‘Purification of virtue is for the sake of purification of mind. Purification of mind is for the sake of purification of view. Purification of view is for the sake of purification of overcoming uncertainty. Purification of overcoming uncertainty is for the sake of purification of knowledge and vision of what is and what is not the path. Purification of knowledge and vision of what is and what is not the path is for the sake of purification of knowledge and vision of the way. Purification of knowledge and vision of the way is for the sake of purification of knowledge and vision. Purification of knowledge and vision is for the sake of final Nibbana without grasping.
The simile is given of a journey by means of relay carriages. The first carriage takes one as far as the second carriage, but no further. The second carriage takes one as far as the third, but no further. Each carriage has a specific role to play, which cannot be omitted.
A related teaching by Venerable Ananda provides explanations of some factors. The stages of purification are here shown, not as self-sufficient, but as supported by a phalanx of ancillary factors. Though wisdom is at work throughout, only after ‘purification of mind’, i.e. jhana, does it mature into ‘knowledge and vision in accordance with reality’.
‘And what, Vyagghapajjas, is the factor of striving in the purification of virtue? Here, a monk is virtuous; he trains in the rules of training he has undertaken. This is called purification of virtue. [He thinks:] “I will fulfil such a form of purification when it is unfulfilled, or when it is fulfilled, I will assist it everywhere with understanding.” The enthusiasm therein, the effort, the industry, the endeavour, the not holding back, the mindfulness, and the clear comprehension; this is called the factor of striving in the purification of virtue.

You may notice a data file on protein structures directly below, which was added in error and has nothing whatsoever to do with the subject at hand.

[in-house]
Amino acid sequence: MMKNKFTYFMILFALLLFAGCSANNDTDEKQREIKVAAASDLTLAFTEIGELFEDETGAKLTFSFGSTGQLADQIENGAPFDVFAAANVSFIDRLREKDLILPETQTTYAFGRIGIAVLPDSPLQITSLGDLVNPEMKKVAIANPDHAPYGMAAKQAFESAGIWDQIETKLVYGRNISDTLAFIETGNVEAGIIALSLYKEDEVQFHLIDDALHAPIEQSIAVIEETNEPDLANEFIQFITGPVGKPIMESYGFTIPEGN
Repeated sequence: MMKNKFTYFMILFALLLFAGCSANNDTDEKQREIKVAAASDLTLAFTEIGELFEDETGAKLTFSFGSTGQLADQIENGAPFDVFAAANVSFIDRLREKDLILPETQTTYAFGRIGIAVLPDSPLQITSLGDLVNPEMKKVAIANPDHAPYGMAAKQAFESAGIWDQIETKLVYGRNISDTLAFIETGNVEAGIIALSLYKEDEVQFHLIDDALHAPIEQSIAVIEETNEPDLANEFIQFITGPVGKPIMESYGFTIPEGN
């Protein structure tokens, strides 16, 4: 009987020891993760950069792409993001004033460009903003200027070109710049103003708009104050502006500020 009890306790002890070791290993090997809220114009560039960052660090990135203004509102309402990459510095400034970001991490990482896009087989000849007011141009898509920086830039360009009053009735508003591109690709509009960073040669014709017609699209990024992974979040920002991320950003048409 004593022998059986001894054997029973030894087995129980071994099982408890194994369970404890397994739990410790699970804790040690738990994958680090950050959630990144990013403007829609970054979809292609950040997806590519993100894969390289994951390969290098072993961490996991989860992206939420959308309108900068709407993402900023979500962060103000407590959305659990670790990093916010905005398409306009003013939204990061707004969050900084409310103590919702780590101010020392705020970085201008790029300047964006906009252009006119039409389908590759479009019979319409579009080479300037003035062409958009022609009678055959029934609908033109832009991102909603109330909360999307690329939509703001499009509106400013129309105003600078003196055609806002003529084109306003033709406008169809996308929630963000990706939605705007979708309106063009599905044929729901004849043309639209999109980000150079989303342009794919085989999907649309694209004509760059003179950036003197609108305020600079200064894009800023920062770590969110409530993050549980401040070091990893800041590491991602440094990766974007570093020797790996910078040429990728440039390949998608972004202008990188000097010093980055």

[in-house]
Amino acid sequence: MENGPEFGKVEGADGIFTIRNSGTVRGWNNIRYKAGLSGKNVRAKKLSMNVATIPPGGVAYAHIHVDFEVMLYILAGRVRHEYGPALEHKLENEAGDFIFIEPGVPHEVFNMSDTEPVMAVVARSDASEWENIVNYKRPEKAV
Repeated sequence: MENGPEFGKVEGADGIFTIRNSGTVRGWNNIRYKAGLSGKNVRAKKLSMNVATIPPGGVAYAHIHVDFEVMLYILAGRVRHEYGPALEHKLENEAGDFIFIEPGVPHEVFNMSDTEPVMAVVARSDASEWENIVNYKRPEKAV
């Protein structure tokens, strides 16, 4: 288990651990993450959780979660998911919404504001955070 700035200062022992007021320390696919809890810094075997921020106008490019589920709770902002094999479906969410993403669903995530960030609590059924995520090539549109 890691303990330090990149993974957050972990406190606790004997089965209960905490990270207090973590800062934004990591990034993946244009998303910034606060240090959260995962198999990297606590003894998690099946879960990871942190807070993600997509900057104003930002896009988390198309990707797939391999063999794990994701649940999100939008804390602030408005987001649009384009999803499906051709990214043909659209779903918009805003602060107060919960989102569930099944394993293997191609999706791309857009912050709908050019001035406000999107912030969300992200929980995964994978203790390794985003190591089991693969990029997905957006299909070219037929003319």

‘And what, Vyagghapaijas, is the factor of striving in the purification of mind? Here, a monk ... enters and abides in the first jhana ... second jhana ... third jhana ... fourth jhana. This is called purification of mind... The enthusiasm [etc] therein; this is called the factor of striving in the purification of mind.
‘And what, Vyagghapajjas, is the factor of striving in the purification of view? Here a monk understands in accordance with reality: “This is suffering”... "This is the origin of suffering”... “This is the cessation of suffering”... “This is the way of practice leading to the cessation of suffering.” This is called purification of view... The enthusiasm [etc] therein; this is called the factor of striving in the purification of view.
‘And what, Vyagghapajjas, is the factor of striving in the purification of release? That noble disciple, endowed with the factor of striving in the purification of virtue ... of mind ... of view, makes lust fade from his mind regarding phenomena provoking lust, and makes his mind release from phenomena which should be released from. Having done so, he contacts right release. This is called purification of release. [He thinks:] “I will fulfil such a form of purification when it is unfulfilled, or when it is fulfilled, I will assist it everywhere with understanding.” The enthusiasm therein, the effort, the industry, the endeavour, the not holding back, the mindfulness, and the clear comprehension; this is called the factor of striving in the purification of release.’